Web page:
When Baby (2015) released earlier this year, and opened to critical and commercial acclaim, it marked a genre that does not routinely produce blockbusters. Most Hindi spy movies in recent years, particularly in the absence of a big name star, have done only moderately well at the box office. Kahaani (2012) was a reasonable success but it was driven more by the protagonist's personal agenda and cannot particularly be called a spy movie. Ek Tha Tiger (2013) was driven by Salman Khan's persona onscreen. The espionage theme remained overshadowed. Yet, spy movies are not entirely new to Bollywood and have been around since the 1950s.
In fact, they were particularly robust in the 1960s. Driven possibly by patriotic sentiments in the light
of the wars against Pakistan and China, movies like Aankhen
(1968) came to the fore. Ramanand Sagar's Dharmendra starrer Aankhen
was a spectacular hit, and became the first spy movie that was shot abroad. It follows a group of civilians that form a non-government group and decide to stop terrorist missions in Assam post independence. Sunil, played by Dharmendra, is sent to Beirut as a spy where they suspect arms shipments are being sent. It is as much about espionage as your typical Bollywood film, peppered with lovely songs. But Aankhen
was a landmark and is seen as the pioneer of Hindi spy movies.
The 1979 thriller The Great Gambler
well at the time of release and has since achieved cult status. The story revolves around Jai, played by Amitabh Bachchan, who is an expert gambler and hence hired by an underworld don to extract money from rich people so that their services can be used to the don's own benefits. Jai agrees and the film starts. Throw in Inspector Vijay (also played by Amitabh Bachchan), some well-shot action scenes, and some shots taken in locations including Cairo, Venice and Rome, and what you get is a spectacular film.
Spy films became more prominent in the last decade or so. Sriram Raghavan took on the theme
in his 2012 film, Agent Vinod.
The film borrows its title from the 1977 film. It follows Saif Ali Khan as a RAW Agent as he embarks on a secret mission around the globe after his colleague Rajan is murdered, through a series of connected events. It takes him to Latvia to Karachi to London. The film certainly is well shot and the quality of production impressed critics. Yet it failed to truly enthrall as a film of its genre should.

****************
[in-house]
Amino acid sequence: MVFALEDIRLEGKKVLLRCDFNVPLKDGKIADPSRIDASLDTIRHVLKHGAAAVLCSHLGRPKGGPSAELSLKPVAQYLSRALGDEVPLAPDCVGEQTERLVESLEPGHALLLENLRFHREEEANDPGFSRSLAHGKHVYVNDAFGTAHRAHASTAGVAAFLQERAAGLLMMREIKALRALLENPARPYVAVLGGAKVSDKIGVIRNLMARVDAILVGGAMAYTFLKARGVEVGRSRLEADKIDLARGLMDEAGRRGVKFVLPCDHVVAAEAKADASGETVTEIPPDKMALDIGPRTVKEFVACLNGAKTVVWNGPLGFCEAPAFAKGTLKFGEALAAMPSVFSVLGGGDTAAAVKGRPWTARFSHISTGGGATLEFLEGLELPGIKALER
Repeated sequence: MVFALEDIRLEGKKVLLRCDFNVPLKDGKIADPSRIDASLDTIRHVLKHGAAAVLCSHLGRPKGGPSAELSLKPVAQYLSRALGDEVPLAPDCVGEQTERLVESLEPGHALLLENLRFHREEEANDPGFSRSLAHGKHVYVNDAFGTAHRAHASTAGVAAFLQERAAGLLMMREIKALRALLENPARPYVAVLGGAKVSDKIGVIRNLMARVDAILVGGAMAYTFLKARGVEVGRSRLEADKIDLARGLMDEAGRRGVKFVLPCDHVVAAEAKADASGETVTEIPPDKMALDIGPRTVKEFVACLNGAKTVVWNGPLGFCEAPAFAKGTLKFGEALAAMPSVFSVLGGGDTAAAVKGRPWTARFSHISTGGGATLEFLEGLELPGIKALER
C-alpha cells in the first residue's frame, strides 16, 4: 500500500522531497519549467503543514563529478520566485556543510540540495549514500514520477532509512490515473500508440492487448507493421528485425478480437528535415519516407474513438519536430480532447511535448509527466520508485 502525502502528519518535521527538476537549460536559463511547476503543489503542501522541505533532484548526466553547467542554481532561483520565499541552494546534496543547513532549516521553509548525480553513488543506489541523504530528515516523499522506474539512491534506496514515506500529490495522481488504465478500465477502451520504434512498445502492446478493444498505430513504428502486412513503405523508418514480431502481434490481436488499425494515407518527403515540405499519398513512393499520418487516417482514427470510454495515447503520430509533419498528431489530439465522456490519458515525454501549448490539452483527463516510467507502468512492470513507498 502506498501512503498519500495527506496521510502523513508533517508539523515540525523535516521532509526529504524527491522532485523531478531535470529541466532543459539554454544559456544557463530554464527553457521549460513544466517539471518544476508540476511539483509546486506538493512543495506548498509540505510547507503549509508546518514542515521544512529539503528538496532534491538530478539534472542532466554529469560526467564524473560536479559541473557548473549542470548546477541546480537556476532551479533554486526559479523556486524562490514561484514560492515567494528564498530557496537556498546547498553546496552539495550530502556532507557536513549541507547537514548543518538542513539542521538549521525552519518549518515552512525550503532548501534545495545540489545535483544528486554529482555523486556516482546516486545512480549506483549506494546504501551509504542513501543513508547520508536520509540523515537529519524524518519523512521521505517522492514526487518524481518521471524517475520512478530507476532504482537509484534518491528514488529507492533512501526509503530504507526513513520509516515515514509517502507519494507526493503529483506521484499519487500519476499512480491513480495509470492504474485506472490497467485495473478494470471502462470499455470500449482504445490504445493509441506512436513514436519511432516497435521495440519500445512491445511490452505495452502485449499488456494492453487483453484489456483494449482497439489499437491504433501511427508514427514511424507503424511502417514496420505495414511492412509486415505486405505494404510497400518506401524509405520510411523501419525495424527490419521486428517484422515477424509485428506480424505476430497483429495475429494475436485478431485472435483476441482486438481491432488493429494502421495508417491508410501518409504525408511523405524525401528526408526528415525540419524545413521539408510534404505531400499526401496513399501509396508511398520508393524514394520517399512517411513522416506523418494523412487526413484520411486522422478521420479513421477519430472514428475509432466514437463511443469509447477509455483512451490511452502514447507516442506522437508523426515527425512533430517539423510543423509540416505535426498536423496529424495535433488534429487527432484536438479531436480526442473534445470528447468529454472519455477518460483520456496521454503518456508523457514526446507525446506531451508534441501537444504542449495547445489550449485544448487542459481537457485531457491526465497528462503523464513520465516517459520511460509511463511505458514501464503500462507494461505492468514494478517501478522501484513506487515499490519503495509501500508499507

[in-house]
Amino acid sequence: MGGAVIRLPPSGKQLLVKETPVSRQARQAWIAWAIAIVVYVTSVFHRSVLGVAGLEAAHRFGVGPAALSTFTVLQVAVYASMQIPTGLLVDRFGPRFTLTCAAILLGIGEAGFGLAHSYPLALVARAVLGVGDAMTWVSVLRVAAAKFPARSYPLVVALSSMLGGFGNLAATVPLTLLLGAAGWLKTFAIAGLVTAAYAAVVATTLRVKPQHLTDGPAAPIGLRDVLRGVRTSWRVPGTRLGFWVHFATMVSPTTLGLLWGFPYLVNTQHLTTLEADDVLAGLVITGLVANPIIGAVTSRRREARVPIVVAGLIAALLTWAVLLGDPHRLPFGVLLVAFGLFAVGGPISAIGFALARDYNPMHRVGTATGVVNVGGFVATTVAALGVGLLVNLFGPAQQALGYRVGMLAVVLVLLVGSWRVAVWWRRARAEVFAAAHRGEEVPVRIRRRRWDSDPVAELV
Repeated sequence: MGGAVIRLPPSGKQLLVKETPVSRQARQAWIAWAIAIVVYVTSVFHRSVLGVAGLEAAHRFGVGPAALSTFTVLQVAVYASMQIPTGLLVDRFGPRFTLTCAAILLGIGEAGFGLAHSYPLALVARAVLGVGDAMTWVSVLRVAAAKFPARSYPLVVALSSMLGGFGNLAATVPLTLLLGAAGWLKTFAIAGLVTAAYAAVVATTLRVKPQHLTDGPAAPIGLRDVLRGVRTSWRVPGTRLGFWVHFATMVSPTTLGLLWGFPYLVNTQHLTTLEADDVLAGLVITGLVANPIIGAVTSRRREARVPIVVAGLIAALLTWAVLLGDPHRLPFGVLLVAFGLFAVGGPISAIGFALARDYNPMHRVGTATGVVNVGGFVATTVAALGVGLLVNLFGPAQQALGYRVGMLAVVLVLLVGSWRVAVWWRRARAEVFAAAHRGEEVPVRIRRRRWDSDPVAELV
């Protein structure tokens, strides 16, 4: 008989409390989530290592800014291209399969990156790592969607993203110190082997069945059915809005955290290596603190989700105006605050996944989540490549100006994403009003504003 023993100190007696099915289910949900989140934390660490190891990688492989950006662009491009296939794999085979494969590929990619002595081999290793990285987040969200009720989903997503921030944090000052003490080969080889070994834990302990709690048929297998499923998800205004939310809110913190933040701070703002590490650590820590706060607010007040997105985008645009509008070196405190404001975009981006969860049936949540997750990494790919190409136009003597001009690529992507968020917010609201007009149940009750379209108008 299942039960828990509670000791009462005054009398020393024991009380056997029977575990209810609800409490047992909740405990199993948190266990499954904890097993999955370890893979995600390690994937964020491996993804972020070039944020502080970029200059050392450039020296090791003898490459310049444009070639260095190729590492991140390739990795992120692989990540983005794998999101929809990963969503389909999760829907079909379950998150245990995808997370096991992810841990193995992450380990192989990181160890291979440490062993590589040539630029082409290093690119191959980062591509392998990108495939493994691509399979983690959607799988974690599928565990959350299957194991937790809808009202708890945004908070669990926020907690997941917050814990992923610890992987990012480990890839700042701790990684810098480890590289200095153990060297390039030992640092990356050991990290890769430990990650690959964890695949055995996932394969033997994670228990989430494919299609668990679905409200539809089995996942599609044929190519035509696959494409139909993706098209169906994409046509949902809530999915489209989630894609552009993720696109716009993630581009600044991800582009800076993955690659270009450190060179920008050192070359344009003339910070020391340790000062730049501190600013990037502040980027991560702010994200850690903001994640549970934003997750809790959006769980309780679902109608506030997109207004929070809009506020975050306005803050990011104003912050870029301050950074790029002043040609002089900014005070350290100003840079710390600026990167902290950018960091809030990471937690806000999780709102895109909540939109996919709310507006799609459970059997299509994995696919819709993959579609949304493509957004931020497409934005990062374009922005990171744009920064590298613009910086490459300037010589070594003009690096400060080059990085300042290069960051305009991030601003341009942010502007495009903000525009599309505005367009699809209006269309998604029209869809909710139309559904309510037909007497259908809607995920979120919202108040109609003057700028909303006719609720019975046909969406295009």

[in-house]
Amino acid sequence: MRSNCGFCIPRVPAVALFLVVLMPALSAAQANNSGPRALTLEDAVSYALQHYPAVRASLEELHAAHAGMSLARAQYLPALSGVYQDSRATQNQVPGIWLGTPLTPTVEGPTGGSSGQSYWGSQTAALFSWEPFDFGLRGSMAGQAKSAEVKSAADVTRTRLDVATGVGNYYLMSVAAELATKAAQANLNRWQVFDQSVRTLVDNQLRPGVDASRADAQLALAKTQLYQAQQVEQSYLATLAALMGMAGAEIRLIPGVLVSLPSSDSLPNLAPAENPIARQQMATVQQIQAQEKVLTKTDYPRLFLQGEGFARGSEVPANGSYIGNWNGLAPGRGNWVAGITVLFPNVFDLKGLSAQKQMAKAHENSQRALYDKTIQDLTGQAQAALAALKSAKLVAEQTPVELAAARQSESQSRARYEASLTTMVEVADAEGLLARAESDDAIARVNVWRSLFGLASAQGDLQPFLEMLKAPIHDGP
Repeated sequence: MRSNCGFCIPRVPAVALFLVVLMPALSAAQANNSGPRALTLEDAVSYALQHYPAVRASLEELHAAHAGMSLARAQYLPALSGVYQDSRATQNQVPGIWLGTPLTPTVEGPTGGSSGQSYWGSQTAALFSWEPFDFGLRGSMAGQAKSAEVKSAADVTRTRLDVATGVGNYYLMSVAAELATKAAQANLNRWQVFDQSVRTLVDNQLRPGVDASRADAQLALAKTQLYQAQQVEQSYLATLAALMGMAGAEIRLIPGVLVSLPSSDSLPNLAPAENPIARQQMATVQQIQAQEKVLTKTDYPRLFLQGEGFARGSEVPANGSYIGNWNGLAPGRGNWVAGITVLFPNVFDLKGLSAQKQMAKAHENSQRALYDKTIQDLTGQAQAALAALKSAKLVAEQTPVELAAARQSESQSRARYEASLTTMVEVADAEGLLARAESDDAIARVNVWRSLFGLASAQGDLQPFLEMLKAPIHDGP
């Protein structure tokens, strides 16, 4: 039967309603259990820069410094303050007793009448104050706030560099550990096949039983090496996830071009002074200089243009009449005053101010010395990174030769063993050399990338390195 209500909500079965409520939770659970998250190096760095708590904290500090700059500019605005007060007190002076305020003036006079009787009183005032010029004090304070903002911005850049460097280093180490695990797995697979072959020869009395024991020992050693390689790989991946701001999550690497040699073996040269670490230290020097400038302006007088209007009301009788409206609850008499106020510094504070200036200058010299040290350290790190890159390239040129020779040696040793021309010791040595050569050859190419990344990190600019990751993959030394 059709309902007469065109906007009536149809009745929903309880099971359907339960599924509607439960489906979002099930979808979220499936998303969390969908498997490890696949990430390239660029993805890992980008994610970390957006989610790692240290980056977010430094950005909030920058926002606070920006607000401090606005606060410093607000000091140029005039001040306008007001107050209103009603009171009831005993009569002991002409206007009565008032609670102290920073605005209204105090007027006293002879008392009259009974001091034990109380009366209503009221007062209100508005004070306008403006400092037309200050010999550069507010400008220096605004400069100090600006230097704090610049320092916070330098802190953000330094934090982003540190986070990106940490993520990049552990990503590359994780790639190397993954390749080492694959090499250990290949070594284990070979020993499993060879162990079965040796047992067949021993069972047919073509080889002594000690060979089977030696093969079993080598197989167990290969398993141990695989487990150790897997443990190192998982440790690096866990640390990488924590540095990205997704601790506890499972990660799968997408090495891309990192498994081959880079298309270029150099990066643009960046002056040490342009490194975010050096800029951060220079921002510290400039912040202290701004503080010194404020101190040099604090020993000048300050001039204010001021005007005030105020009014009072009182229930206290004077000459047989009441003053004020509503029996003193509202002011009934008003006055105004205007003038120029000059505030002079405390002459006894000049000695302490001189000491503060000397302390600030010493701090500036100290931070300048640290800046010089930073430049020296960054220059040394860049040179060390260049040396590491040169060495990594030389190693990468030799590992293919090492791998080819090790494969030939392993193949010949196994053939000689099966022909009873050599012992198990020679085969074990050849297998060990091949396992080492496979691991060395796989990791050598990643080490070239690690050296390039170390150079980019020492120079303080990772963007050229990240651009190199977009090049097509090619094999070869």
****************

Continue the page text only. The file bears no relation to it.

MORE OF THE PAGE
(2013), directed by Shoojit Sircar and
starring John Abraham and Nargis Fakhri, chronicles the events leading to the assassination of former Indian prime minister Rajiv Gandhi. With the Sri Lankan Civil War as the backdrop, the story follows Major Vikram Singh as he is sent to Jaffna to head operations after the Indian peace-keeping force is withdrawn. There he uncovers the conspiracy to assassinate Rajiv Gandhi. While dry at times, the film is grounded in reality and presents a grave picture of a mission that ends with no winners on either side.
(2015) throws most Bollywood quirks out of the window and what it brings to the table is a fast
paced, if slightly emotionless, and totally smart spy thriller. It follows a group of secret agents lead by Feroz Ali Khan (Danny Denzongpa), who form a temporary task force called "Baby". The team wants to find and eliminate people planning terrorist attacks. The movie is certainly a well-shot and well-enacted film, with an excellent performance by Akshay Kumar. It's straight-forward take on terrorism worked well for it. There are also purported reports of a sequel in the making.
What perhaps has been a common thread so far in the genre of spy movies is the lack of women in leading roles. Barring Kahaani, which again is not truly a spy film, it seems a little incredible that so few films in the genre have put a woman centre-stage. Though we truly must praise Aankhen for Mala Sinha's role, which was as much a centre-stage role as any yet. However, this illustrates the incredible potential of the genre that remains still. So here's hoping to see more women-centric and inclusive spy films in the future.
Writer: Tanisha N.
Editors: Shreya S. and Gunia K.
Graphics: Marsh P.
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